Breastfeeding While Butch: Navigating the Hyper-Feminine Discourses Surrounding Breastfeeding, 1956 to the Present

Sunday, January 5, 2020: 11:10 AM
Regent Room (New York Hilton)
Emily E. Skidmore, Texas Tech University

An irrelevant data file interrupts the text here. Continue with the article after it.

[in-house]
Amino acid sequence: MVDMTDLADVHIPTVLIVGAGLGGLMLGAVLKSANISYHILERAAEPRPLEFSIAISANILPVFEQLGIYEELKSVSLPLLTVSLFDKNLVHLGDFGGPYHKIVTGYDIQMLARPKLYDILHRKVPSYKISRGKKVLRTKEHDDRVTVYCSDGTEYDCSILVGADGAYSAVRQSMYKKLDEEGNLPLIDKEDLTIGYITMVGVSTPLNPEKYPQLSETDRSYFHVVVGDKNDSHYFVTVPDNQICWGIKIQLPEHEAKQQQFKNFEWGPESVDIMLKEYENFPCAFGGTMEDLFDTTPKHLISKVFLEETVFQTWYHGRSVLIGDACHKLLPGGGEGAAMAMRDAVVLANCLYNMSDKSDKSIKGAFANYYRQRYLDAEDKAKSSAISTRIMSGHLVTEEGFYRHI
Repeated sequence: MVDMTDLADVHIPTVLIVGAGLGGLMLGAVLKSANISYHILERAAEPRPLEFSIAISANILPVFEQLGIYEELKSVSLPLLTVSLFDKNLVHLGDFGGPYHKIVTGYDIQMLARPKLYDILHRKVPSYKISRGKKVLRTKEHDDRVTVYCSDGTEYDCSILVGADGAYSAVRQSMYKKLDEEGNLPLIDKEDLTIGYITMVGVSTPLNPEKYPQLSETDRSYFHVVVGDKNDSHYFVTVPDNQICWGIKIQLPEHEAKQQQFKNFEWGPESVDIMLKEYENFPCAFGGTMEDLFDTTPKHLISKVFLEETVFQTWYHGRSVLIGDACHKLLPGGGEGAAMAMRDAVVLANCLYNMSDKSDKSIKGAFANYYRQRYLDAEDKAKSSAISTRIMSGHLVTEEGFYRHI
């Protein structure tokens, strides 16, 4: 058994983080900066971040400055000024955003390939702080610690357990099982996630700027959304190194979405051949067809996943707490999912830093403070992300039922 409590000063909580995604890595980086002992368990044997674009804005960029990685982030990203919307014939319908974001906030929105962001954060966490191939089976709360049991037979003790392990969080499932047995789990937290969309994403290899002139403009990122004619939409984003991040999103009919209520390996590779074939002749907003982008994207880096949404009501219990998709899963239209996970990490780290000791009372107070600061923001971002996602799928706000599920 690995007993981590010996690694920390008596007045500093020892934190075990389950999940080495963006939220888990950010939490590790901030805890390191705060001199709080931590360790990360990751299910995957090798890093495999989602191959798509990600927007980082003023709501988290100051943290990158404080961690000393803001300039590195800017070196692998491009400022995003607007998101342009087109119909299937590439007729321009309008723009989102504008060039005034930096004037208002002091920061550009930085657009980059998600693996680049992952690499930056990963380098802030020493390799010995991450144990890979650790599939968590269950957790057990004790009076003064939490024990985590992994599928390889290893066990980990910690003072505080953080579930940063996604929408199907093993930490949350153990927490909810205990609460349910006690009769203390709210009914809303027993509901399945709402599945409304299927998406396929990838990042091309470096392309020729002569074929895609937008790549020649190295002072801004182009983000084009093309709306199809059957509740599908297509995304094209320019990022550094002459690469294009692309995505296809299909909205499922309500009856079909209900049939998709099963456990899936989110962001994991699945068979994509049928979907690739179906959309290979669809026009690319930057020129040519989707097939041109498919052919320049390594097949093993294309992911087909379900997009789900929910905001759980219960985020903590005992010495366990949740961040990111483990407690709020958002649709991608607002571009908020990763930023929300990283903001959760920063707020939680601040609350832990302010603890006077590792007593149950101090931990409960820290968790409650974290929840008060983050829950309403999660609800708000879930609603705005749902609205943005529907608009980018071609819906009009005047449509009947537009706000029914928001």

Virtually all the support material available to pregnant people and new parents makes an assumption: the connection between pregnancy/breastfeeding and femininity. However, since the second half of the twentieth century, there have been an increasing number of individuals who have given birth and sought to breastfeed who do not identify as conventionally female—a group including butch women, genderqueer folks, and trans men. Indeed, the rise of sperm banks and other advances in reproductive technologies have made birthing a child possible for a larger range of couples and individuals than ever before, yet support for gender nonconforming parents has not kept pace. Often, this leaves butch, trans, and genderqueer individuals to navigate a system that ignores their needs and negates a core part of their identity. This paper, “Breastfeeding While Butch,” will explore the impact of the hyper-femininity present within discourses around breastfeeding (within both medical literature and popular media) upon breastfeeding individuals who were not conventionally feminine. “Breastfeeding While Butch” will analyze a few of the most widely-circulating support materials for breastfeeding parents, including the classic bestselling guide The Womanly Art of Breastfeeding, originally published by La Leche League in 1956 and now in its eighth edition. Against this backdrop, this paper will utilize oral histories with birth parents, as well as doulas and lactation consultants trained to support butch, trans, and genderqueer parents as they navigate pregnancy and infant feeding.
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